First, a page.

The winner of the prize was Dr. Koudenburg, whose dissertation was entitled “Conversational flow: The emergence and regulation of solidarity through social interaction.” Dr. Koudenburg won $1000, a commemorative plaque, and a three-year membership in the division. She will receive her award at the annual Business Meeting of the division at this year’s APA convention in Toronto.

The same contest will be held again this year. People who completed dissertations during calendar year 2015 are encouraged to submit abstracts of their work to Dr. Richard Moreland ( by March 1st of 2016.

For more information, visit


New Journal Update

Tom Treadwell, EdD, T.E.P. C.G.P.
Tom Treadwell, EdD, T.E.P. C.G.P.

A proposal for a second journal for Division 49, Group Psychology and Group Psychotherapy, was presented at the Board’s August 2015 meeting in Washington, D.C.

APA’s Publications & Communications (PC) Board is recommending against the establishment of a new clinical journal for Division 49 as reported by Gary Vanderbos.

According to Vanderbos, “the primary basis for this recommendation is the simple numbers and finances. We believe the Division is too small to economically support two journals—with readers, with authors, and with supporting dollars. Moreover, on a percentage of clinical hours provided per year, group psychotherapy is not a highly frequent method of delivery of psychotherapy, even taking a multi-disciplinary approach to data.  There simply may not be enough willing authors and eager readers to support another clinical group psychotherapy journal beyond those already in existence.”

However, Vanderbos states, “We believe the motivation behind the proposal has a degree of merit. I have been kicking around some ideas about that, which is the real focus of what I would like to chat with the Executive Committee about. Rather than forming a new journal, I think the Division should strike an ‘alliance’ of sorts with another Division, which has a more clinically-oriented journal.”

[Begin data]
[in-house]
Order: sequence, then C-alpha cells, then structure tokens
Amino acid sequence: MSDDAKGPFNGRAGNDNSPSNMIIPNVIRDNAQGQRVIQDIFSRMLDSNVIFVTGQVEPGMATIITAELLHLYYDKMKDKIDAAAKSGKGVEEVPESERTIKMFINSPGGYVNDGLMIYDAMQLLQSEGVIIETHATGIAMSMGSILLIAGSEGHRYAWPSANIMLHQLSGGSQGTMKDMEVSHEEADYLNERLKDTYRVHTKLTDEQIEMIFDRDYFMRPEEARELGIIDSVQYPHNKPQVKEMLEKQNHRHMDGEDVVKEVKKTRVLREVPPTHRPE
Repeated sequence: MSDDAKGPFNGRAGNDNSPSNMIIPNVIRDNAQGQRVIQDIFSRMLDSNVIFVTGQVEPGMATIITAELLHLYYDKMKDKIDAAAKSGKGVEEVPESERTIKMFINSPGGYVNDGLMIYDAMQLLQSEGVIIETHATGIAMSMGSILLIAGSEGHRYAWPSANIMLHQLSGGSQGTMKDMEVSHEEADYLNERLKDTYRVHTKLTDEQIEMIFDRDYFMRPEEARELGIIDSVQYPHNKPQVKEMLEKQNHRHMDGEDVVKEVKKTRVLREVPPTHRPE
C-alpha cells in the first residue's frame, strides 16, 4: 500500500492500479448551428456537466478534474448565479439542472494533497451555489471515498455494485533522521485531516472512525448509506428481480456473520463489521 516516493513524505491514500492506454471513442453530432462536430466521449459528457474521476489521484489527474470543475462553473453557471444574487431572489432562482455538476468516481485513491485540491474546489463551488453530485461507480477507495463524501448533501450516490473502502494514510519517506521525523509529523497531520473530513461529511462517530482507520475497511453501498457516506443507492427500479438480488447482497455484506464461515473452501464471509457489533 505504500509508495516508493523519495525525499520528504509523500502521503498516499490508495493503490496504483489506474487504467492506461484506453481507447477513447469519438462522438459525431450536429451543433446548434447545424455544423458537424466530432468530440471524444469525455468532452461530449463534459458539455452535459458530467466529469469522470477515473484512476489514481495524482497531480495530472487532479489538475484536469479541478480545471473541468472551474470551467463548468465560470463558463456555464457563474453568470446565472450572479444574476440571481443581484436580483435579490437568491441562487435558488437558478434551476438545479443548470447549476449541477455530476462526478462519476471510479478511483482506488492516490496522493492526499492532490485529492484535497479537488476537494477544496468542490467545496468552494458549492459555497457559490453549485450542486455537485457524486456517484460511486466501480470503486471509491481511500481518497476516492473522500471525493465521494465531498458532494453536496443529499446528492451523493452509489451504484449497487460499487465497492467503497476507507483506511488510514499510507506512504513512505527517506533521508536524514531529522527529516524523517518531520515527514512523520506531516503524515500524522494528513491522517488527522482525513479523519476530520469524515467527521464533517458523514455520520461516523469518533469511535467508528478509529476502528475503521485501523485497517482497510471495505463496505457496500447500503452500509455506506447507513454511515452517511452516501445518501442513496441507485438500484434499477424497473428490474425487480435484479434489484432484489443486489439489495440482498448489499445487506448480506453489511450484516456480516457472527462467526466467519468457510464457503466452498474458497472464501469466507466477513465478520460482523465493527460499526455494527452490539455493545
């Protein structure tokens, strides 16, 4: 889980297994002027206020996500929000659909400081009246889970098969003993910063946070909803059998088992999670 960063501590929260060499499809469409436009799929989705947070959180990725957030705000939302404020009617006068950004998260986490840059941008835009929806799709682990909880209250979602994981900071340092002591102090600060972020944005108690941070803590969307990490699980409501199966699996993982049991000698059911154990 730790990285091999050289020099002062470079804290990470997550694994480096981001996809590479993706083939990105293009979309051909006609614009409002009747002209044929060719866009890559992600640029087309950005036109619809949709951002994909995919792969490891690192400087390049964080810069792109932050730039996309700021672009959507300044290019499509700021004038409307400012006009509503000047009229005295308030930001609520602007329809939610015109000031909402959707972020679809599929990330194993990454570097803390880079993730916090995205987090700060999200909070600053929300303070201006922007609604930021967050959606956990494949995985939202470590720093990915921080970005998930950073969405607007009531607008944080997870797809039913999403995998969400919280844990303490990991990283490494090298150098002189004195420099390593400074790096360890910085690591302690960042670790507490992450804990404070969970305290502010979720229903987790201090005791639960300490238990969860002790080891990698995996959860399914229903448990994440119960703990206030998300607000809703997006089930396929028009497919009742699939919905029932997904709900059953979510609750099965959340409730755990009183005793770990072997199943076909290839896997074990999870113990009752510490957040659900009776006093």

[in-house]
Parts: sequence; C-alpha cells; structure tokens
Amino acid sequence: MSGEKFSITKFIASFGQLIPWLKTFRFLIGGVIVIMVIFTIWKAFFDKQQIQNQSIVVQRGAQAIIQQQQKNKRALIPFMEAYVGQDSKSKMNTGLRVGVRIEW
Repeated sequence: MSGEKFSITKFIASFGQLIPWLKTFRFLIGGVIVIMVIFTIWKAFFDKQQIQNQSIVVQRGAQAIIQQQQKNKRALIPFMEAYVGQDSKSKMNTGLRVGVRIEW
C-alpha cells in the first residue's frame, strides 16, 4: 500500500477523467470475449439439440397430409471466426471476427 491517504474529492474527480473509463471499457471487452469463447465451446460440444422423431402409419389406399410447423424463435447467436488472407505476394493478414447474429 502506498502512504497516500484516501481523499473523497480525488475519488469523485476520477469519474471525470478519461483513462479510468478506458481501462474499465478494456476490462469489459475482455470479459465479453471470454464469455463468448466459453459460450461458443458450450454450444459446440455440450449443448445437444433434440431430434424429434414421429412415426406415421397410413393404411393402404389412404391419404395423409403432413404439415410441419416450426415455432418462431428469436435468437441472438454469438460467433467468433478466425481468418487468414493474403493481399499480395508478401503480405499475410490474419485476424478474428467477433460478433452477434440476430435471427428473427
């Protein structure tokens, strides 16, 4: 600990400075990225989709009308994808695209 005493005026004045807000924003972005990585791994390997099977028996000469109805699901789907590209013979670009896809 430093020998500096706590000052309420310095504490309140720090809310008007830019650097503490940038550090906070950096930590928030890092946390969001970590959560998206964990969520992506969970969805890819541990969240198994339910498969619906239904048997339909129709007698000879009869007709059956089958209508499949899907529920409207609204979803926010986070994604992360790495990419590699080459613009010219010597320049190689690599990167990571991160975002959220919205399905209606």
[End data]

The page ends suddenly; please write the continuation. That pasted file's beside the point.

However, Vanderbos suggests a meeting time is to be arranged to discuss the totality of the situation with the Executive Committee of the Division at the Toronto APA Convention. We could do this during the Group Dynamics journal meeting, which is already scheduled for Thursday, 6 August, at 11 am at the APA Publications Suite.

Vanderbos suggests collaborating with other divisions, such as, Division 42 whereby they are establishing a new journal called Practice Innovations, as they will need submissions and content to publish, or perhaps Division 29 since they publish more clinically-oriented articles on the “art” of doing psychotherapy.

We need to make Division 49’s mission one that promotes the clinical component(s) of group psychology and group psychotherapy via our own division. Burlingame, Strauss, & Joyce (2011) have demonstrated there is now sufficient data showing group therapy is as efficient and or effective as individual therapy.